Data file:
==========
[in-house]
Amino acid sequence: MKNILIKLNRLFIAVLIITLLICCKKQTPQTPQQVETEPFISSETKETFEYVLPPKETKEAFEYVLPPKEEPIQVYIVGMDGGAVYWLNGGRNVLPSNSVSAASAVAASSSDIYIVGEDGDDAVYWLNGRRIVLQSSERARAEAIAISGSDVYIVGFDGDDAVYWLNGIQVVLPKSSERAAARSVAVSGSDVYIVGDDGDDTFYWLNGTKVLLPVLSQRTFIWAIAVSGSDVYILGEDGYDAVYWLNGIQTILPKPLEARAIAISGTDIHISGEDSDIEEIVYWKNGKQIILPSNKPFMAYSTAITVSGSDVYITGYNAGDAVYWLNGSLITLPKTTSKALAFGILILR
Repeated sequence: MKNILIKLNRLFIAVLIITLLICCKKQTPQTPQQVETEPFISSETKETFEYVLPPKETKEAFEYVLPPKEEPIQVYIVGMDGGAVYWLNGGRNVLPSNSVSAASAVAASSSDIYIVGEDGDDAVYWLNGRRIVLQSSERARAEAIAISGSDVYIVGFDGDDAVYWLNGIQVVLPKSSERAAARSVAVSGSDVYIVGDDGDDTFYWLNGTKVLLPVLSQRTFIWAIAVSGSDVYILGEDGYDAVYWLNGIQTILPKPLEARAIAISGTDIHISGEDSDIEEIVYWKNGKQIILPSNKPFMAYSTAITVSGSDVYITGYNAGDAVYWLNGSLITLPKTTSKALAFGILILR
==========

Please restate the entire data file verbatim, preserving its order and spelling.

[in-house]
Amino acid sequence: MKNILIKLNRLFIAVLIITLLICCKKQTPQTPQQVETEPFISSETKETFEYVLPPKETKEAFEYVLPPKEEPIQVYIVGMDGGAVYWLNGGRNVLPSNSVSAASAVAASSSDIYIVGEDGDDAVYWLNGRRIVLQSSERARAEAIAISGSDVYIVGFDGDDAVYWLNGIQVVLPKSSERAAARSVAVSGSDVYIVGDDGDDTFYWLNGTKVLLPVLSQRTFIWAIAVSGSDVYILGEDGYDAVYWLNGIQTILPKPLEARAIAISGTDIHISGEDSDIEEIVYWKNGKQIILPSNKPFMAYSTAITVSGSDVYITGYNAGDAVYWLNGSLITLPKTTSKALAFGILILR
Repeated sequence: MKNILIKLNRLFIAVLIITLLICCKKQTPQTPQQVETEPFISSETKETFEYVLPPKETKEAFEYVLPPKEEPIQVYIVGMDGGAVYWLNGGRNVLPSNSVSAASAVAASSSDIYIVGEDGDDAVYWLNGRRIVLQSSERARAEAIAISGSDVYIVGFDGDDAVYWLNGIQVVLPKSSERAAARSVAVSGSDVYIVGDDGDDTFYWLNGTKVLLPVLSQRTFIWAIAVSGSDVYILGEDGYDAVYWLNGIQTILPKPLEARAIAISGTDIHISGEDSDIEEIVYWKNGKQIILPSNKPFMAYSTAITVSGSDVYITGYNAGDAVYWLNGSLITLPKTTSKALAFGILILR